I am finally, finally, finally ready to record the official baseline communities in each plot and add the predatory snail treatments!
I thought I was ready to do this two weeks ago, but I didn't have a protocol for community assessment then, and by the time I developed it, the tides were not low enough so I had to wait two weeks. At least the low tides are in the daytime now!
I decided on a community sampling scheme that includes recording all the species of barnacles and algae in each cage, plus the total number of anemones and dead mussels, including those with boreholes. I'm also tracking the abundance of littorines (Littorina spp.), limpets (Lottia spp.), and turban snails (Tegula spp.). Right now those cover the vast majority of what I see in the plots; hopefully, that will change as the experiment proceeds, because it may mean my treatments are having an effect!
An open cage with a quadrat over it while we count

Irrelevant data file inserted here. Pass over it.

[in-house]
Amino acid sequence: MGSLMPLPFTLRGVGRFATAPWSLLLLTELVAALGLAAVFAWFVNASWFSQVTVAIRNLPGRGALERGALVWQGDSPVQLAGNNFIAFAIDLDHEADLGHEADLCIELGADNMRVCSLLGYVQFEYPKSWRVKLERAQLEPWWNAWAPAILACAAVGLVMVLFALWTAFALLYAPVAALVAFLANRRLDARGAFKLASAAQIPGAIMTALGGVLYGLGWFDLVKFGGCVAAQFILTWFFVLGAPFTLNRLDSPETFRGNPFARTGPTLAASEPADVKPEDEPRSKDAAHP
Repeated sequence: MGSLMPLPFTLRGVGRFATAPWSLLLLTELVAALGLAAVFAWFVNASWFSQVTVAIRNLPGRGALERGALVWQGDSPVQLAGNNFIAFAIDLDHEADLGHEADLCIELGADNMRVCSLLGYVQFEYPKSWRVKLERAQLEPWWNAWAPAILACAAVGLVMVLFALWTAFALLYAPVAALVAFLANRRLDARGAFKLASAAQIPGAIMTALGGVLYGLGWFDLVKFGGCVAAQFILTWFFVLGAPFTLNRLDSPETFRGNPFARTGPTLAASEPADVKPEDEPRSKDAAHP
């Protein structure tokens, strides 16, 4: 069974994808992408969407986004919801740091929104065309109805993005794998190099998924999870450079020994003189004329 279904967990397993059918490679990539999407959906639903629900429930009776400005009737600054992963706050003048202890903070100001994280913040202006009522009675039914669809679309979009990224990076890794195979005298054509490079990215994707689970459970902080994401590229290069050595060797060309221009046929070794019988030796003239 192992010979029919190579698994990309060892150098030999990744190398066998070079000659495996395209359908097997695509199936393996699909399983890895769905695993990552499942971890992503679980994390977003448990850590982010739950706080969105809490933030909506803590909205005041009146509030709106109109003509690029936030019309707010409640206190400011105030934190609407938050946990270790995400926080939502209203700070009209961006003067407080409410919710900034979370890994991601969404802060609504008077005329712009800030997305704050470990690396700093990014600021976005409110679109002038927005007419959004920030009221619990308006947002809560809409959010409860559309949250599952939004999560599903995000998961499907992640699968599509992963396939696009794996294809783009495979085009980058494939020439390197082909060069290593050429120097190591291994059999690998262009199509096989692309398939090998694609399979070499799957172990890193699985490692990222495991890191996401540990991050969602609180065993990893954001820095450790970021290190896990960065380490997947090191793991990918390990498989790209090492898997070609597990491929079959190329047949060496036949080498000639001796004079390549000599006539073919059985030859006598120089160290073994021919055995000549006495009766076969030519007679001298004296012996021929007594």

the community of organisms living inside.
All the snails are labeled and colored according to what cage they will go in. All the cages have the same mean snail size so I don't confound predator treatment with size. In every cage, there will be five snails, and each is painted a different color so it will be easy to find all five each time I go out to check on them.
Two-thirds of the list of snail ID, color, and cage
that tells me where each of the 120 snails goes.
I'll be out there every low this week, so if you see bright yellow construction vests down the cliff, you know what we're up to!
All the mussel bed squares now have cages! Now I just have to hope no one will bother them. I'll put out signs and contact information at the next low tide. I can't wait until the low tides are in the daytime.
An experimental unit. Five snails will go in here.
I just finished collecting all the predator dogwhelks to be the treatments for my caged mussel beds. They came from three different sites around central and southern California. Now I just need to finish measuring and labeling them and put them in the cages!
Snails labeled with bee tags
Here are some photos during a post-collection hike at one of my central California sites, Soberanes Point in Garrapata State Park.
My mussel bed field experiment is coming together! This week I went out each day around 5 am to count what organisms are living in each of my plots and drill holes around them so I can install cages as soon as my cage material arrives. Here are some pictures of my work this week.